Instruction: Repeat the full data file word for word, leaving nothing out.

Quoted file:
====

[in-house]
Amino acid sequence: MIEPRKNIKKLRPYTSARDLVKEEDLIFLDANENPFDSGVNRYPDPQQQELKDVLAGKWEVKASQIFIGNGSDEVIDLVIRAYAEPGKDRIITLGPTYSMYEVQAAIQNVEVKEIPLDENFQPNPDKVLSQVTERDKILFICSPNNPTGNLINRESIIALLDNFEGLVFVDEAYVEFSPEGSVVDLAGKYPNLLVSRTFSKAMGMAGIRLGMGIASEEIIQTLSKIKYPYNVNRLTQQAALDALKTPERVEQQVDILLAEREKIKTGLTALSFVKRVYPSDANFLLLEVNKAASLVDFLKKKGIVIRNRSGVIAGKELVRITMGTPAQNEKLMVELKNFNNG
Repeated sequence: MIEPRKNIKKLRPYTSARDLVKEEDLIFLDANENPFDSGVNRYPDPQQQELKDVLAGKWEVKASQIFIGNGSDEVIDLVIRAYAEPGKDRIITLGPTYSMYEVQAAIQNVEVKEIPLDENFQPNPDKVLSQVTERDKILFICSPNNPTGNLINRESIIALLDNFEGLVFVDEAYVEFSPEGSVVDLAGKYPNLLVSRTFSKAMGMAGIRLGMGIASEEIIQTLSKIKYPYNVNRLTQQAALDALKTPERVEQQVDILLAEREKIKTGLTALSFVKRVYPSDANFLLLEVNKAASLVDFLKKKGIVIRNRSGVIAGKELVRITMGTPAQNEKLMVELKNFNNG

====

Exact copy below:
[in-house]
Amino acid sequence: MIEPRKNIKKLRPYTSARDLVKEEDLIFLDANENPFDSGVNRYPDPQQQELKDVLAGKWEVKASQIFIGNGSDEVIDLVIRAYAEPGKDRIITLGPTYSMYEVQAAIQNVEVKEIPLDENFQPNPDKVLSQVTERDKILFICSPNNPTGNLINRESIIALLDNFEGLVFVDEAYVEFSPEGSVVDLAGKYPNLLVSRTFSKAMGMAGIRLGMGIASEEIIQTLSKIKYPYNVNRLTQQAALDALKTPERVEQQVDILLAEREKIKTGLTALSFVKRVYPSDANFLLLEVNKAASLVDFLKKKGIVIRNRSGVIAGKELVRITMGTPAQNEKLMVELKNFNNG
Repeated sequence: MIEPRKNIKKLRPYTSARDLVKEEDLIFLDANENPFDSGVNRYPDPQQQELKDVLAGKWEVKASQIFIGNGSDEVIDLVIRAYAEPGKDRIITLGPTYSMYEVQAAIQNVEVKEIPLDENFQPNPDKVLSQVTERDKILFICSPNNPTGNLINRESIIALLDNFEGLVFVDEAYVEFSPEGSVVDLAGKYPNLLVSRTFSKAMGMAGIRLGMGIASEEIIQTLSKIKYPYNVNRLTQQAALDALKTPERVEQQVDILLAEREKIKTGLTALSFVKRVYPSDANFLLLEVNKAASLVDFLKKKGIVIRNRSGVIAGKELVRITMGTPAQNEKLMVELKNFNNG